Beside the glory of the Risen Christ, the glory of Augustus is a cheap parlor trick. Beside the justice of the Risen Christ, the justice of Augustus is a cheap parlor trick. When Christ’s kingdom breaks through, this world becomes like a cheap parlor trick.

    But when Christ’s kingdom breaks through, it often seems like a cheap parlor trick. Isn’t that how Orual saw Psyche’s palace? Isn’t that what the Pharisees thought the voice of the Father was? Have no skeptics thought Jesus’ miracles cheap tricks?

    As to the question in the link: whatever problem veneration of relics may have, it isn’t gnostic. To honor the physical body of a dead saint is about as anti-gnostic as it gets.

  9. Matthew,
    Are they cheap parlor tricks when compared to the miracles of Christ, the prophets and apostles? Let me say again, I do not doubt the miraculous. I simply doubt what most call miraculous today.

    Now as to your point about relics… Do you actually think that those who venerate a relic are honoring “the physical body of a dead saint?” I think the veneration is toward the ascended saint and not his or her finger. There is an expectation that touching the common thing will bring one into the presence of the saint where grace is dispensed in the form of miracles.

    So, far from anti-Gnostic, the veneration and expectation surrounding the cult of the saints and their body parts (there rarely is a whole body after all) is Gnosticism in its most visible form. It rejects the life lived as it was and looks for something more spiritual. It is not sufficient that Augustine wrote his Confessions we long for something more. A touch from God via the spirit of a man, directed through his shinbone. The shinbone is incidental to whole affair.

    Trent put it this way:

    “Moreover, that the images of Christ, of the Virgin Mother of God, and of the other saints, are to be had and retained particularly in temples, and that due honour and veneration are to be given them; not that any divinity, or virtue, is believed to be in them, on account of which they are to be worshipped; or that anything is to be asked of them; or, that trust is to be reposed in images, as was of old done by the Gentiles who placed their hope in idols; but because the honour which is shown them is referred to the prototypes which those images represent; in such wise that by the images which we kiss, and before which we uncover the head, and prostrate ourselves, we adore Christ; and we venerate the saints, whose similitude they bear: as, by the decrees of Councils, and especially of the second Synod of Nicaea, has been defined against the opponents of images.

    al sends

  10. Al,

    That passage isn’t dealing with relics, but with icons. Though their theology of relics and images is similar, it is different in important respects. A relic is important because this is the saint. Veneration of relics is like a lover returning to his beloved’s tomb and embracing the ground weeping. This physical body of the physical saint is holy because it is this physical body which shall rise, and hence is still holy. It is the physical body of a saint in heaven, and thus is a location of heaven on earth. And it was instituted precisely as a belief in the Resurrection of the Body. The book The Cult of the Saints deals with it excellently.

    The Catholic (or Orthodox) view of icons is roughly the same as the Reformed view of Sacraments. I think we both agree the Reformed understanding of Sacraments is not Gnostic, but anti-Gnostic. But if it is anti-Gnostic, so is the Catholic understanding of icons. It may still be wrong, but it isn’t gnostic.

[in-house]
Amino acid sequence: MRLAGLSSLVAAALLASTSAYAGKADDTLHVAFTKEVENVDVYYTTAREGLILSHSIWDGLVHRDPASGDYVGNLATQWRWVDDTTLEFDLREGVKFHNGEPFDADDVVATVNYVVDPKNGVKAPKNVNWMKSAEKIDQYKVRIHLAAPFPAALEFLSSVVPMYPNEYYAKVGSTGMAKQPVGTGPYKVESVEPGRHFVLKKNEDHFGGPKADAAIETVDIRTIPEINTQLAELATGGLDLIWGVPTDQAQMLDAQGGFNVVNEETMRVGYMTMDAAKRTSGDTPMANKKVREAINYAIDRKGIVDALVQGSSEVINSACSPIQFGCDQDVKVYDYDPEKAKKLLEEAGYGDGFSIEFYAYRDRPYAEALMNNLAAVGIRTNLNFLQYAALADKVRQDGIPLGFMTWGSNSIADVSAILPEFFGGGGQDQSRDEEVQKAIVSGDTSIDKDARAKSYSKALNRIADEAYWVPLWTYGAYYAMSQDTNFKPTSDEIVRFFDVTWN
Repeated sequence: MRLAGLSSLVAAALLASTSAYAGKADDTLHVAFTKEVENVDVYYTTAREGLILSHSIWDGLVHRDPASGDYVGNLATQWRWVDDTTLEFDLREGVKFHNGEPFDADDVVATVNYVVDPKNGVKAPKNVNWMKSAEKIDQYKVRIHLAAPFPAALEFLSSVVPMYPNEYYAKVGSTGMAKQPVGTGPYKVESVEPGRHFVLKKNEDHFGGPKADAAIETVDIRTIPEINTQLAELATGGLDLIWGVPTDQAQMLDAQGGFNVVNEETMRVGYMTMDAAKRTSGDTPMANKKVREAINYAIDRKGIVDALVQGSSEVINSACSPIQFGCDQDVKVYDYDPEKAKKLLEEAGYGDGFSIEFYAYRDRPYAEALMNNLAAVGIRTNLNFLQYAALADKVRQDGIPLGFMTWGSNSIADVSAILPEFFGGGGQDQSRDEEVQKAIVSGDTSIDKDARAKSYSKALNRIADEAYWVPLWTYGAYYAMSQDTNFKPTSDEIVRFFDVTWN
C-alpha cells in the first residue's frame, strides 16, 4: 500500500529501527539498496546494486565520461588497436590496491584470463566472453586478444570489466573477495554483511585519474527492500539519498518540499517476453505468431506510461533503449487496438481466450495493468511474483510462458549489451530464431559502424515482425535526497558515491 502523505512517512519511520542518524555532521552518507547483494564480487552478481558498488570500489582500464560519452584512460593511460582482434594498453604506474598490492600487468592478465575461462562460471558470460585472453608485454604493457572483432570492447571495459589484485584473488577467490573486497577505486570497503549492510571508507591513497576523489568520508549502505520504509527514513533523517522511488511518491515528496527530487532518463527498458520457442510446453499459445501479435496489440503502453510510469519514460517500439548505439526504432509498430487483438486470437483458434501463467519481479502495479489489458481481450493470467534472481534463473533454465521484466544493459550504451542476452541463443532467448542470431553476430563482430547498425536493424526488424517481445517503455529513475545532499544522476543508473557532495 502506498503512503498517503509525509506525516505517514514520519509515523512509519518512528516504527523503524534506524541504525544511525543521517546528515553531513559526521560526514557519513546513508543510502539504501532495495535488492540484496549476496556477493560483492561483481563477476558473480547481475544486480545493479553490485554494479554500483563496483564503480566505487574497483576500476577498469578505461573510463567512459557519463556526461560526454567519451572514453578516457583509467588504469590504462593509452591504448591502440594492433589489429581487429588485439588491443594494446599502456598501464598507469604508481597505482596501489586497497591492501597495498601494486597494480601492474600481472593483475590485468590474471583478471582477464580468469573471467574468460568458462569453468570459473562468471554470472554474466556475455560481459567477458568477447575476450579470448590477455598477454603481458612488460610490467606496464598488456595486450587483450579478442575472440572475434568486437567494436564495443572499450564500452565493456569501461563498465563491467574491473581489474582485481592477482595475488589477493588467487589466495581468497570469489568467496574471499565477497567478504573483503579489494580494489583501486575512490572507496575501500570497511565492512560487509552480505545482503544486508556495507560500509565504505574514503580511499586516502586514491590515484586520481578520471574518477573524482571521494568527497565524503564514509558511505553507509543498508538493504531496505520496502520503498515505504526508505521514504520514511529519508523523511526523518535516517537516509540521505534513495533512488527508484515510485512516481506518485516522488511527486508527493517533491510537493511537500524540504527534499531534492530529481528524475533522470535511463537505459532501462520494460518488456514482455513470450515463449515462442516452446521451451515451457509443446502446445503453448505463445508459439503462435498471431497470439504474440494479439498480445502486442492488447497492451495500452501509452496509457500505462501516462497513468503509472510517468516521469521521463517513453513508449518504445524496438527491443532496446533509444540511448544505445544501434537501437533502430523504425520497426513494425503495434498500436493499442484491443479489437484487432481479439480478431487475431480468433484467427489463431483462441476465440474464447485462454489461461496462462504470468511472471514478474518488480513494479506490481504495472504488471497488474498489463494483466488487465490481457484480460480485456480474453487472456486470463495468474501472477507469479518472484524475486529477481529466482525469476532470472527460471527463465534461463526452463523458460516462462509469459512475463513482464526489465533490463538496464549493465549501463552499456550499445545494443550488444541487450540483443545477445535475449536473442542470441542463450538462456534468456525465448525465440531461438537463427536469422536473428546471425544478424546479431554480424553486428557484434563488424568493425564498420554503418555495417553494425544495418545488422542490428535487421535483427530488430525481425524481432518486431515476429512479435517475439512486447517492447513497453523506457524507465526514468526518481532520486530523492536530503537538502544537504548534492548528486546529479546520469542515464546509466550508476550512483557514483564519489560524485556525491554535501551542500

11. I totally agree, Matt. Veneration of relics is as anti-gnostic as it gets. For the Manichees, the body was a prison, for Christians, it is a temple. Jews don’t make pilgrimages to the Western wall, because it reminds them of the temple– they do so because it IS the temple.

    At an Orthodox funeral, parishoners line up and kiss the body of the reposing. Plotinus and Manes would find such behaviour blasphemous and nauseating.

    Also, I agree that it is vital in this discussion to distinguish between the theologies of relics and icons. Along those lines, the similarity between icons and the Reformed view of sacraments never occured to me until now. Interesting…. I suppose it depends on what you mean by “Reformed”– Calvin, Luther, or Zwingli. My guess is that you will say “Calvin”, no? Or do you think the saint is consubstantial with his icon?

  12. Jon,

    As far as I can tell, the Lutheran view of the Eucharist is essentially the same as the Catholic and the Orthodox one. Yes, there are differences, and important differences, but it’s more like the differences between the Catholics and the Orthodox about the Eucharist.

    So I had in mind Calvin, and even specifically Westminster. “The outward elements in this icon, duly set apart to the uses ordained by the Church, have such relation to Him, as that, truly, yet pictorally only, they are sometimes called by the name of the things they represent, to wit, Christ Jesus and the saints; albeit, in substance and nature, they still remain truly and only wood and paint, as they were before.” That’s a relatively cogent explination of icons. But it’s Westminster on the Eucharist.

  13. Rob – first the baptist (ie. you) have to begin by defining ‘this one’. Are you going to comment on miracles and Gnosticism or do you prefer to chase the wabbit of Orthodox vs. Reformed (specifically Calvin/Westminster) on relics vs. icons….

    Al – does your daughter always so eloquently stir the pot? I’m not thinking those thoughts TODAY!

Leave a Reply

Fill in your details below or click an icon to log in: Logo

You are commenting using your account. Log Out / Change )

Twitter picture

You are commenting using your Twitter account. Log Out / Change )

Facebook photo

You are commenting using your Facebook account. Log Out / Change )

Google+ photo

You are commenting using your Google+ account. Log Out / Change )

Connecting to %s